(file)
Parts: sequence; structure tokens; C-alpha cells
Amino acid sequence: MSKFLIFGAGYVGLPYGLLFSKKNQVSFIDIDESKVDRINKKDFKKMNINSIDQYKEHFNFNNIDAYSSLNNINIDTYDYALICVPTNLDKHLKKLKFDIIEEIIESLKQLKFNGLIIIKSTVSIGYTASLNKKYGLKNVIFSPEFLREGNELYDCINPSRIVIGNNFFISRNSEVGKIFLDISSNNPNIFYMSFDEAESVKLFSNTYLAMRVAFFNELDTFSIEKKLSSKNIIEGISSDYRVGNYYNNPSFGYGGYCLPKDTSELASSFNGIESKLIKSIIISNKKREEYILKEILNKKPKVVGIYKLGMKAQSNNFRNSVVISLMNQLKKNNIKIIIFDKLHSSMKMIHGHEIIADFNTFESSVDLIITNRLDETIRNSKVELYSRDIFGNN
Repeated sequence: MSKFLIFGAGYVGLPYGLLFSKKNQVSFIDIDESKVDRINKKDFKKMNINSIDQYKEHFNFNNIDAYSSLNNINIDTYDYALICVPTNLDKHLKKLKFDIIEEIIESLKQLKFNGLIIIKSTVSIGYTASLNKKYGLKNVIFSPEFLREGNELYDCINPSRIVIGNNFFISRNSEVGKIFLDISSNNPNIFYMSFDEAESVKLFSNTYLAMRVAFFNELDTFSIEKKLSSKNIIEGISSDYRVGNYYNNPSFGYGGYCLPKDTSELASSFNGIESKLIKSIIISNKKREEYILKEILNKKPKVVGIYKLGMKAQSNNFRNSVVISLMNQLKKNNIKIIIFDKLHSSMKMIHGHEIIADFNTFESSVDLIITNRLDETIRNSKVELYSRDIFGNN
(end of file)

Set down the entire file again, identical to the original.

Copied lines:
Parts: sequence; structure tokens; C-alpha cells
Amino acid sequence: MSKFLIFGAGYVGLPYGLLFSKKNQVSFIDIDESKVDRINKKDFKKMNINSIDQYKEHFNFNNIDAYSSLNNINIDTYDYALICVPTNLDKHLKKLKFDIIEEIIESLKQLKFNGLIIIKSTVSIGYTASLNKKYGLKNVIFSPEFLREGNELYDCINPSRIVIGNNFFISRNSEVGKIFLDISSNNPNIFYMSFDEAESVKLFSNTYLAMRVAFFNELDTFSIEKKLSSKNIIEGISSDYRVGNYYNNPSFGYGGYCLPKDTSELASSFNGIESKLIKSIIISNKKREEYILKEILNKKPKVVGIYKLGMKAQSNNFRNSVVISLMNQLKKNNIKIIIFDKLHSSMKMIHGHEIIADFNTFESSVDLIITNRLDETIRNSKVELYSRDIFGNN
Repeated sequence: MSKFLIFGAGYVGLPYGLLFSKKNQVSFIDIDESKVDRINKKDFKKMNINSIDQYKEHFNFNNIDAYSSLNNINIDTYDYALICVPTNLDKHLKKLKFDIIEEIIESLKQLKFNGLIIIKSTVSIGYTASLNKKYGLKNVIFSPEFLREGNELYDCINPSRIVIGNNFFISRNSEVGKIFLDISSNNPNIFYMSFDEAESVKLFSNTYLAMRVAFFNELDTFSIEKKLSSKNIIEGISSDYRVGNYYNNPSFGYGGYCLPKDTSELASSFNGIESKLIKSIIISNKKREEYILKEILNKKPKVVGIYKLGMKAQSNNFRNSVVISLMNQLKKNNIKIIIFDKLHSSMKMIHGHEIIADFNTFESSVDLIITNRLDETIRNSKVELYSRDIFGNN